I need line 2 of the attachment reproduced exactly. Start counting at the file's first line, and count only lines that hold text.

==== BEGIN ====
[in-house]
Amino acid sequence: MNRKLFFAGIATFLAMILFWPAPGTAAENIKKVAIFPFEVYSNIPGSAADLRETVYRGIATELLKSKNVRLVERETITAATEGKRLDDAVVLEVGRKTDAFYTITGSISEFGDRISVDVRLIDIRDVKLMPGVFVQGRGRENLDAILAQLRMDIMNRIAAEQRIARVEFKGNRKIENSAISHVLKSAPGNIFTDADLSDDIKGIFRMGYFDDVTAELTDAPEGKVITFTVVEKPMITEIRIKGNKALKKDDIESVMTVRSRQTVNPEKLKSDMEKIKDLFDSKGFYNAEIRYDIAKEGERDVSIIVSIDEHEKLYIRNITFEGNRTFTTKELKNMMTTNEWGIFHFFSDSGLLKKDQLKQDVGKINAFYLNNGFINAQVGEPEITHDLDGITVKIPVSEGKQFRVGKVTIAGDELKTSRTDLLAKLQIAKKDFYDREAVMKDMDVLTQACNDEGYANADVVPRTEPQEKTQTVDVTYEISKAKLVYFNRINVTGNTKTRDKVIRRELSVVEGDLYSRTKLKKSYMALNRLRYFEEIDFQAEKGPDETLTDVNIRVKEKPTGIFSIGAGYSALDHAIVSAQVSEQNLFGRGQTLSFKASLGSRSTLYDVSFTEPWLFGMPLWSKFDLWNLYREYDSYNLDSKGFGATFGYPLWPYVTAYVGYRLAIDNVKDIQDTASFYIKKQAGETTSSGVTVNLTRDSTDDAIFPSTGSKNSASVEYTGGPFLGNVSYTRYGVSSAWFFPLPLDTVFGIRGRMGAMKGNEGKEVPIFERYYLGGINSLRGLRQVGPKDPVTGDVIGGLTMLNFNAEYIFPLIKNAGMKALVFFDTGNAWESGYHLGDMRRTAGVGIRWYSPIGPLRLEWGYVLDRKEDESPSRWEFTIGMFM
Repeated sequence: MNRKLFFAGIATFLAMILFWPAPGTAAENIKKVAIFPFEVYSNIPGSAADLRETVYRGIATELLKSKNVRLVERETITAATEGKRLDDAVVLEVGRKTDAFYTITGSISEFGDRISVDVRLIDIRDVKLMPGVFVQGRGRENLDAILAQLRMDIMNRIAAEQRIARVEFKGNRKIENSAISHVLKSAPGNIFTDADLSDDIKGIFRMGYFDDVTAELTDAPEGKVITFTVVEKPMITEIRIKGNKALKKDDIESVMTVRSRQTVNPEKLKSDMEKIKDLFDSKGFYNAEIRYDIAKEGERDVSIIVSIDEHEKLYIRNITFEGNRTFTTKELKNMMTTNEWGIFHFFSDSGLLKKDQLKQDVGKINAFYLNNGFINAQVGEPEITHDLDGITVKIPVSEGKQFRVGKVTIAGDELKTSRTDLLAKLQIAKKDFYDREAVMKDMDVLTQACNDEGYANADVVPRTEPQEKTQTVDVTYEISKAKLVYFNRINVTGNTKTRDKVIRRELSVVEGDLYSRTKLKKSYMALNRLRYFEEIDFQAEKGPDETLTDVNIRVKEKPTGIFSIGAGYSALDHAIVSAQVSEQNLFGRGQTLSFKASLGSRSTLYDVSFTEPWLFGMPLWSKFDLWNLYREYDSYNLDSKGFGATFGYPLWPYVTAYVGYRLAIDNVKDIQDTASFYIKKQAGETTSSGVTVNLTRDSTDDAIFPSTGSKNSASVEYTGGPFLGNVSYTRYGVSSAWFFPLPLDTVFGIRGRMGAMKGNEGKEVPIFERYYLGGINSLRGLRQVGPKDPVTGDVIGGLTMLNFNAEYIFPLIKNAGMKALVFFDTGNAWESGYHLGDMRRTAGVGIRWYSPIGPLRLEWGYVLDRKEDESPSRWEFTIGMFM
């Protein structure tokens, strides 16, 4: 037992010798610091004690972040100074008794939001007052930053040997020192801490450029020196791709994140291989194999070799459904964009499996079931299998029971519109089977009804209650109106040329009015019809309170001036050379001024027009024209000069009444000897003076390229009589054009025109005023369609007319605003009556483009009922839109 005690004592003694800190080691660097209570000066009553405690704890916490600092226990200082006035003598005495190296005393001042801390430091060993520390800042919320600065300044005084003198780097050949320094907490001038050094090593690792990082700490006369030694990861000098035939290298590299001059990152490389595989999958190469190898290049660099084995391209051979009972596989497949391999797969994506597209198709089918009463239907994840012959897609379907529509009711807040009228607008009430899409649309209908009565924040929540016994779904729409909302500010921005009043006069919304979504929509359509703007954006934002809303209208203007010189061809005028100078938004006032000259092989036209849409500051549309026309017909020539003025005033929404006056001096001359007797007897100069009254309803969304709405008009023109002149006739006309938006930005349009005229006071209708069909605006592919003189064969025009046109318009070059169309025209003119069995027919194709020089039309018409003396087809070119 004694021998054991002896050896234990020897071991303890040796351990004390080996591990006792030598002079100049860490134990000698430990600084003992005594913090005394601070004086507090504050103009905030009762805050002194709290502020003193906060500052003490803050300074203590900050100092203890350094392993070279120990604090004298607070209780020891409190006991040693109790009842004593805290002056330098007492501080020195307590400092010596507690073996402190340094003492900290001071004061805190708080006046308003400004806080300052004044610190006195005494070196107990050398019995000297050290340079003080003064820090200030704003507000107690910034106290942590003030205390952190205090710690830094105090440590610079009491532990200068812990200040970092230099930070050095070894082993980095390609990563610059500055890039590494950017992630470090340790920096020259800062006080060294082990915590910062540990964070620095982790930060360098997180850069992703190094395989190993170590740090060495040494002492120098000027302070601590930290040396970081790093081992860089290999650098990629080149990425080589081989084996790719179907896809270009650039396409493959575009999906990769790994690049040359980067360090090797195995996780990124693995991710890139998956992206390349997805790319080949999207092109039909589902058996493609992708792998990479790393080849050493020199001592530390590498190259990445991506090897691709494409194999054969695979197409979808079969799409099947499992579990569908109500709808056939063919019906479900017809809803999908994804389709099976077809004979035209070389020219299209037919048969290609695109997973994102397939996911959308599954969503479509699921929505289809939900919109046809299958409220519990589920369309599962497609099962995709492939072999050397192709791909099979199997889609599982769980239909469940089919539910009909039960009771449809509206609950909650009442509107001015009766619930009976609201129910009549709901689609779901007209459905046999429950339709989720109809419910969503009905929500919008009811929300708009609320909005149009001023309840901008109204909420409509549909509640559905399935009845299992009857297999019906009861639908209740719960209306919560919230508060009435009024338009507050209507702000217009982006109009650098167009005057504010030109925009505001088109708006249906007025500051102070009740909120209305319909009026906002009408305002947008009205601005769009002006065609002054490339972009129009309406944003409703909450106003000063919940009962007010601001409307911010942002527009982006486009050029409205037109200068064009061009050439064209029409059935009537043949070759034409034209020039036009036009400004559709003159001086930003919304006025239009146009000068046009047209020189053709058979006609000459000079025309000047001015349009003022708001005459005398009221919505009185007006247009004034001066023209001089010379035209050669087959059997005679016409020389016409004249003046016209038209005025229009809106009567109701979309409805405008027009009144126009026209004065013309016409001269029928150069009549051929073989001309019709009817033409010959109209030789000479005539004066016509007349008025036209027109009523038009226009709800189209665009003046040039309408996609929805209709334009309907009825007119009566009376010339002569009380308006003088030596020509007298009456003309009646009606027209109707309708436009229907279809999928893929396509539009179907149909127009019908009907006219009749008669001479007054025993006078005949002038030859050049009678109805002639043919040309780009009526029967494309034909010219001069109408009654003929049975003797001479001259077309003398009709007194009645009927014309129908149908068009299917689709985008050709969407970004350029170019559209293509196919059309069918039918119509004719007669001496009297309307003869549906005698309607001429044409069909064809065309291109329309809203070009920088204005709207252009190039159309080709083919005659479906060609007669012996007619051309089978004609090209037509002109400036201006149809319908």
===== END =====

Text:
Amino acid sequence: MNRKLFFAGIATFLAMILFWPAPGTAAENIKKVAIFPFEVYSNIPGSAADLRETVYRGIATELLKSKNVRLVERETITAATEGKRLDDAVVLEVGRKTDAFYTITGSISEFGDRISVDVRLIDIRDVKLMPGVFVQGRGRENLDAILAQLRMDIMNRIAAEQRIARVEFKGNRKIENSAISHVLKSAPGNIFTDADLSDDIKGIFRMGYFDDVTAELTDAPEGKVITFTVVEKPMITEIRIKGNKALKKDDIESVMTVRSRQTVNPEKLKSDMEKIKDLFDSKGFYNAEIRYDIAKEGERDVSIIVSIDEHEKLYIRNITFEGNRTFTTKELKNMMTTNEWGIFHFFSDSGLLKKDQLKQDVGKINAFYLNNGFINAQVGEPEITHDLDGITVKIPVSEGKQFRVGKVTIAGDELKTSRTDLLAKLQIAKKDFYDREAVMKDMDVLTQACNDEGYANADVVPRTEPQEKTQTVDVTYEISKAKLVYFNRINVTGNTKTRDKVIRRELSVVEGDLYSRTKLKKSYMALNRLRYFEEIDFQAEKGPDETLTDVNIRVKEKPTGIFSIGAGYSALDHAIVSAQVSEQNLFGRGQTLSFKASLGSRSTLYDVSFTEPWLFGMPLWSKFDLWNLYREYDSYNLDSKGFGATFGYPLWPYVTAYVGYRLAIDNVKDIQDTASFYIKKQAGETTSSGVTVNLTRDSTDDAIFPSTGSKNSASVEYTGGPFLGNVSYTRYGVSSAWFFPLPLDTVFGIRGRMGAMKGNEGKEVPIFERYYLGGINSLRGLRQVGPKDPVTGDVIGGLTMLNFNAEYIFPLIKNAGMKALVFFDTGNAWESGYHLGDMRRTAGVGIRWYSPIGPLRLEWGYVLDRKEDESPSRWEFTIGMFM